Vols battle UVA, history

The University of Tennessee basketball team can only hope the "third time's the charm" when the Vols battle the Virginia Cavaliers and history Sunday afternoon (12:10 tipoff) at Nationwide Arena in Columbus, Ohio.

Tennessee and Virginia have met twice previously in NCAA Tournament action, with the Cavaliers eliminating the Vols each time.

The Big Orange limited 7-foot-4 Ralph Sampson to 9 points and 5 rebounds in the 1981 East Region semifinals but still came out on the short end of a 62-48 score. Sampson redeemed himself a year later, producing 19 points and 9 rebounds as the Cavaliers nipped the Vols 54-51 in Round 2 East Region play.

There is one omen that bodes well for Tennessee, however. The last time the Vols advanced past Round 2, March of 2000, their Sweet 16 game was played in Austin, Texas. If they beat Virginia on Sunday, they will advance to Sweet 16 play in San Antonio, Texas. The opponent will be the winner of today's game between Ohio State and Xavier.

Tennessee, seeded fifth in the South Region this year, moved to 23-10 Saturday by drubbing Long Beach State 121-86. Virginia, seeded fourth in the region, moved to 21-10 by hammering Albany 84-57.

Both the Vols and the Cavaliers rely heavily on backcourt scoring. Tennessee got 71 points from its perimeter trio of Chris Lofton (25), JaJuan Smith (24) and Ramar Smith (22) on Saturday, while Virginia got a combined 51 points from guards J.R. Reynolds (28) and Sean Singletary (23).

Reynolds entered NCAA Tournament play in a terrible slump, having posted consecutive shooting performances of 3-of-15, 3-of-14 and 3-of-15. He snapped out of it against Albany, though, hitting 9 of 13 shots, including 5 of 7 from beyond the arc.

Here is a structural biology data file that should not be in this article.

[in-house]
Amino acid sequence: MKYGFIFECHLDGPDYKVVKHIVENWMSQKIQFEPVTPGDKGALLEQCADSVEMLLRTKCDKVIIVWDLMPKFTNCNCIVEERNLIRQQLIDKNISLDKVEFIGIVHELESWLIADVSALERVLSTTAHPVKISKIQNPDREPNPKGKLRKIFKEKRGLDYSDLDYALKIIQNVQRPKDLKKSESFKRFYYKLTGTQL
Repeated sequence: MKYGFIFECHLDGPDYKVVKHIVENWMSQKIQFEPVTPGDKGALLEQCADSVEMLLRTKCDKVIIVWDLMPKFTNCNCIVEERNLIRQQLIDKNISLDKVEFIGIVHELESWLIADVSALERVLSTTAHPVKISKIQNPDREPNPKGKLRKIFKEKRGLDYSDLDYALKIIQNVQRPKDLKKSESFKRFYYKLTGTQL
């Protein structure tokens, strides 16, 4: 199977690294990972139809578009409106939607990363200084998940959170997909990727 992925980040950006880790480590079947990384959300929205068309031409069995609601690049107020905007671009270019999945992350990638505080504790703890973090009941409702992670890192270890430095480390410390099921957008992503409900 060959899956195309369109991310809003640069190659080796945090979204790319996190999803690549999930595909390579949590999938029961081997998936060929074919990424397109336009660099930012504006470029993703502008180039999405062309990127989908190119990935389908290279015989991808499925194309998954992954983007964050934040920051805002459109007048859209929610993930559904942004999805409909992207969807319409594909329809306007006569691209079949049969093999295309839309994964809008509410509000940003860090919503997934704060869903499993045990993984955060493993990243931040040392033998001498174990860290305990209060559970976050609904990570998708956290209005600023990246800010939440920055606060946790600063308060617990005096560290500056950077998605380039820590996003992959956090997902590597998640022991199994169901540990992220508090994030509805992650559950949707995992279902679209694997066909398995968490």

Singletary, UVA's point guard, hit 9 of 15 shots, including 2 of 4 from 3-point range. He also contributed 9 assists.

The similarities between the Vols and the Cavaliers go beyond backcourt scoring, however.


Tennessee outrebounded Long Beach by 15 (41-26); Virginia outrebounded Albany by 15 (37-22).

Tennessee committed just six turnovers on Saturday; Virginia committed just eight.

Tennessee shot 58.9 percent from the field and 51.9 percent from 3 against Long Beach; Virginia shot 53.6 percent from the field and 52.9 from 3 against Albany.

Tennessee has qualified for just seven of the past 24 NCAA Tournaments, going 5-6 during that time. Virginia is participating for the first time since 1995.

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